ICYMI: The Case for Colonialism

25-Sep-17, 10:11
edited about 4 minutes later
by Trilla
Avatar for Trilla
posted about 3 years ago
T&F has over seven hundred journals. People churn out pages and pages of scholarship that nobody reads. We need less journals, less articles, but written with more care and edited better.

The journal in question (of the case for colonialism) comes out 11 times per year – My hunch is that the editor is earning a 'wage-non-wage' through T&F from editing, having failed to gain any other paid academic positions. They are desperate for contributions and their standards are slipping. Fast.

That's why I am resisting pressure from the publishers to increase publication of my journal. Because if I was to come out more than twice a year I could not guarantee the quality which comes from reading drafts and drafts, and from a close relationship with authors and reviewers.Yes, I earn less money but my reputation is very important to me as it is what will get me (hopefully soon) a good academic job. But if this person has nothing at stake they will be careless - as they have been.

I really believe that by publishing this article they thought they had just "slipped something through the net", thinking it won't get noticed, but it did. (Oh, the irony!! It takes so much work to create impact for good scholarship and then look at the impact this article had - I do not remember any other articles being discussed in postgraduate forum..)

I know that many of you will be desperate to publish but please think carefully to which journal you submit...

Sorry this is a bit of a cynical post - I love my journal dearly and work very hard at it - but I am also very aware of how very 'wrong' academic publishing is, a business based on the desperation of authors to publish. Not a million miles away from vanity publishing, really.
25-Sep-17, 10:55
Avatar for Tudor_Queen
posted about 3 years ago
Quote From Trilla:
The truth is that academic publishing is a crooked business.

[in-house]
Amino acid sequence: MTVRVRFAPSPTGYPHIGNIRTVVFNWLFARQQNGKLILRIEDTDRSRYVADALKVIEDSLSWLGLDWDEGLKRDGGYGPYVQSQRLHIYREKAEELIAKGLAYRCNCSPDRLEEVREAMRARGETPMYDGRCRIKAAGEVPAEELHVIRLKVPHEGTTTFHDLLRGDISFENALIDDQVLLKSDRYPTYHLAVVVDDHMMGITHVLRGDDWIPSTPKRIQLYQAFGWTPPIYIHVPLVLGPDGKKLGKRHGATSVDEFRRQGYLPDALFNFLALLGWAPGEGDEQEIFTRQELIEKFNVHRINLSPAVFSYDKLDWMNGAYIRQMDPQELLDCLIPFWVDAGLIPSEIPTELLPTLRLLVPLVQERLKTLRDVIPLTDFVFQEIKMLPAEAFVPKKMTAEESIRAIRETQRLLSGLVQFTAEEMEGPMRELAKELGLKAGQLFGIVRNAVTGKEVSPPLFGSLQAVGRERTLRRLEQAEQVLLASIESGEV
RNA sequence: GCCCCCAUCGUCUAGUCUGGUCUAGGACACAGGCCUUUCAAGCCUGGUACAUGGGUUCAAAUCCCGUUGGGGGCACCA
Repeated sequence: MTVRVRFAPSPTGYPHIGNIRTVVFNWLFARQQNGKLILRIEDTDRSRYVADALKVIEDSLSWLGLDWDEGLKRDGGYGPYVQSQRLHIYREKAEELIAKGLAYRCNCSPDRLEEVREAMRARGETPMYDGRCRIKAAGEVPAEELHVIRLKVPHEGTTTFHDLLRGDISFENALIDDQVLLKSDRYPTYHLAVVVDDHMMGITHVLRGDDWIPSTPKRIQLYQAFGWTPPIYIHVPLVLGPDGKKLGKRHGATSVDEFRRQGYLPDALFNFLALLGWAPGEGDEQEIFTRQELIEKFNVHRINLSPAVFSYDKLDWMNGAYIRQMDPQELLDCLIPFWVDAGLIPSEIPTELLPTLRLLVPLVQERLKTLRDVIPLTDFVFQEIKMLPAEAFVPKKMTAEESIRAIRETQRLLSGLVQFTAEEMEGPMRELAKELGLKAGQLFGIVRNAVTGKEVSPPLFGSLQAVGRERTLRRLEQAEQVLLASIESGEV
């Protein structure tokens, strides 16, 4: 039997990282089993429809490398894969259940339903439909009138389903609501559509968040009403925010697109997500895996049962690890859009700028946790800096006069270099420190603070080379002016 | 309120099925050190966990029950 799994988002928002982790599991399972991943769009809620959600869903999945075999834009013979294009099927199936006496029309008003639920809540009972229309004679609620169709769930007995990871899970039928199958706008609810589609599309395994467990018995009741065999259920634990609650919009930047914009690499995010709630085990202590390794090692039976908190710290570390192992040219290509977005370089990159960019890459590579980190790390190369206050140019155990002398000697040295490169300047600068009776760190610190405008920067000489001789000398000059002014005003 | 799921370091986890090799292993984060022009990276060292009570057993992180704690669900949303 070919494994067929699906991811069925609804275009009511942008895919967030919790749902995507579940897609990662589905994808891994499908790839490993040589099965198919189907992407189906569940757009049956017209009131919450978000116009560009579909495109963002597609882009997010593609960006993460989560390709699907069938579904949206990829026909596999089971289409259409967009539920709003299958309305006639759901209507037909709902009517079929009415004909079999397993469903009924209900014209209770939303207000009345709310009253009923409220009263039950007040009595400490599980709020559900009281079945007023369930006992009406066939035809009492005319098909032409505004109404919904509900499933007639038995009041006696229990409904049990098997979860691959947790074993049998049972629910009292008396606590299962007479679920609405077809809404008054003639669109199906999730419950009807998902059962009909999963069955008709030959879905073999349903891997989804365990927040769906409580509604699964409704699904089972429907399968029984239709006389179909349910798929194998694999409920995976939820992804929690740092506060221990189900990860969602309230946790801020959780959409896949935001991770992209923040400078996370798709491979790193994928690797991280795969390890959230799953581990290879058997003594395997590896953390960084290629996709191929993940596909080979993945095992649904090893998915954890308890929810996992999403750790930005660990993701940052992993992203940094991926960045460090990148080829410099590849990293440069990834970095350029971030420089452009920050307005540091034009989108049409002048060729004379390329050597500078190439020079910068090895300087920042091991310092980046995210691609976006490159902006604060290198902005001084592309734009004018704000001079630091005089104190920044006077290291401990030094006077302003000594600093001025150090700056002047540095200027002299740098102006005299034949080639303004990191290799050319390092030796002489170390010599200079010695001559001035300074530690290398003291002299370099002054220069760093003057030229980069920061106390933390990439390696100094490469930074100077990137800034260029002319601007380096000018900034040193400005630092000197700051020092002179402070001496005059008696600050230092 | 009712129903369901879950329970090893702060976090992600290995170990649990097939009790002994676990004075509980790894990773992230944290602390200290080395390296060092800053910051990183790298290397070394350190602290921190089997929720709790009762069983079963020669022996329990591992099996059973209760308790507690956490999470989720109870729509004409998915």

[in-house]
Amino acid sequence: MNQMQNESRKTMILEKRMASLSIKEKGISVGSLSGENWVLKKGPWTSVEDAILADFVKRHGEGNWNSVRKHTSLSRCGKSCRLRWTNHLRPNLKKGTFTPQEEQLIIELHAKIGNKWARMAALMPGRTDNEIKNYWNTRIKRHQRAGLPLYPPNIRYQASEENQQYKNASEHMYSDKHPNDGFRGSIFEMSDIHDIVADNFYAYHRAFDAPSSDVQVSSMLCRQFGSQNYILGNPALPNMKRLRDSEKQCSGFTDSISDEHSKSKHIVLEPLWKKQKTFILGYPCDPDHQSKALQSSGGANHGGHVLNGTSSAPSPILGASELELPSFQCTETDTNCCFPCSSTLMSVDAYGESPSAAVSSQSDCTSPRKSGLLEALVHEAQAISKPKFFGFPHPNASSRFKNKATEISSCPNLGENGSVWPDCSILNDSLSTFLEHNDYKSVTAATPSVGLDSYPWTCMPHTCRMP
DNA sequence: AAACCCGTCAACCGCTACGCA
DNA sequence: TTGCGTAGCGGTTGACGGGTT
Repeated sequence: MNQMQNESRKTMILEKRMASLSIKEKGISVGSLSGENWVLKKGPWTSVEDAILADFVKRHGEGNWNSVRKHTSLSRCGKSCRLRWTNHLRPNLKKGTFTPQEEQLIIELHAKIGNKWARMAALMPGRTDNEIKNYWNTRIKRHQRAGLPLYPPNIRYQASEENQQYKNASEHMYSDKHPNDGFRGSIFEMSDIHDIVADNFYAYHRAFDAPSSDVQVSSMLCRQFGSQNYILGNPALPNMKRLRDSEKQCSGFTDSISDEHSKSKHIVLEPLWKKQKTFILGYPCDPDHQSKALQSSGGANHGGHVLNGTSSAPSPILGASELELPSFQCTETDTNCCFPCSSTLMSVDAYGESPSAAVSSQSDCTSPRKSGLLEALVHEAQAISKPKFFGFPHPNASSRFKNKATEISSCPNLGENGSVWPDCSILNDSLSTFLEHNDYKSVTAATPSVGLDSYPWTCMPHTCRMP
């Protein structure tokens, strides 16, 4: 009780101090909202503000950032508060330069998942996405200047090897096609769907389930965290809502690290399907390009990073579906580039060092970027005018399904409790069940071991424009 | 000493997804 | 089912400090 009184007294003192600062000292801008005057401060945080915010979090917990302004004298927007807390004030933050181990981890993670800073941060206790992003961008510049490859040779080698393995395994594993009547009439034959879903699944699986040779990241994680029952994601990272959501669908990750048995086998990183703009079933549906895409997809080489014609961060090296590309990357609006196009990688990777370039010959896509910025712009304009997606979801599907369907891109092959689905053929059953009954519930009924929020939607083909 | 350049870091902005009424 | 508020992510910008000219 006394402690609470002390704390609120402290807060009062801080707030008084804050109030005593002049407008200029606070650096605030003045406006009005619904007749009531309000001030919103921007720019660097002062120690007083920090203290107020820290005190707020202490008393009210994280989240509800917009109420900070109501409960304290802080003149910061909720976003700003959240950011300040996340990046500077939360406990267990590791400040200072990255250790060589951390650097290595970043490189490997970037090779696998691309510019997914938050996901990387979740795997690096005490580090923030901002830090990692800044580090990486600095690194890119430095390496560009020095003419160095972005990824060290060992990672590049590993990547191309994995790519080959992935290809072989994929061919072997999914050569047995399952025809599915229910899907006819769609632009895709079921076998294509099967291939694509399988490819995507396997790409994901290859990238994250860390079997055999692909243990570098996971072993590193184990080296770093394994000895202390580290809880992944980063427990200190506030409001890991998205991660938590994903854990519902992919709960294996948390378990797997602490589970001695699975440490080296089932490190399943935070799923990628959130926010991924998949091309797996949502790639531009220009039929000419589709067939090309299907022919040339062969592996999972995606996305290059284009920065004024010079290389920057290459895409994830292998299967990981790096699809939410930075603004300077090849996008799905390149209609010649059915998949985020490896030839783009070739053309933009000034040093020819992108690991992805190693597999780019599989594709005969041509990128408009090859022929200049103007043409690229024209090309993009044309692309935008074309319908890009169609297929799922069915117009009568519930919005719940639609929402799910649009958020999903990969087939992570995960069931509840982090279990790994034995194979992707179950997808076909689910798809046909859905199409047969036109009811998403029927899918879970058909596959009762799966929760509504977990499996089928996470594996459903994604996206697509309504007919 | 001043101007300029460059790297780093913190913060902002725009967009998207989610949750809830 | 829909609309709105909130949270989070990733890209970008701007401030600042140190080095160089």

Taylor and Francis (informa.com, a multinational) does not pay editors (but gives a generous 'expense accounts' which is, de facto, a wage (in my case about £5,000 per printed issue) but then asks for more and more administrative hoops and loops to jumps through, so the job attracts either:
* people like me who are, for whatever reason, in between stages of their career (I am finishing my PhD after years in publishing and this is a good way for me to be active in the field, earn some money and do something worthwhile) or
* very established scholars (who have little time) who enjoy a little more money on top of their wages and are happy to provide a service to the field.

Unfortunately because the administrative and technical onus of editing now is increasing so much, and there is less and less money in academia, I am concerned that journal editing is now attracting people who aren't competent in either, 'you pay peanuts, you get monkeys' - and these mistakes happen. T&F should employ scholars as professional editors and pay them a good wage - these mistakes (oversights? overstressed? overworked? or just incompetent?) would not happen, or happen less.

Thanks for the insight! I wondered why impact factors seem quite precarious in my field in recent years... maybe it is because of this!
25-Sep-17, 11:07
by Nad75
Avatar for Nad75
posted about 3 years ago
Trilla, you provide a fascinating viewpoint that does show just how messy the publication business is, so not cynical at all! Very helpful, in fact. It actually helps clear up a personal experience that I had! My very first article was not sound, had terrible peer reviews (justified), but the main editor kept personally pushing me to publish it, just make quick corrections in order to get it out for a special issue. I did not feel confident, as the reviewers made some very valid points and felt like I needed to learn a bit more. In the end, it was reformed into a much better piece and I sent to a different journal, but I was always confused by why the main editor would be so forceful in publishing something that would've made me seem overconfident and irresponsible in research. Your post cleared up my confusion. Wonderful insight that will help us writers navigate the pressure of publish or perish.

Quote From Trilla:
T&F has over seven hundred journals. People churn out pages and pages of scholarship that nobody reads. We need less journals, less articles, but written with more care and edited better.



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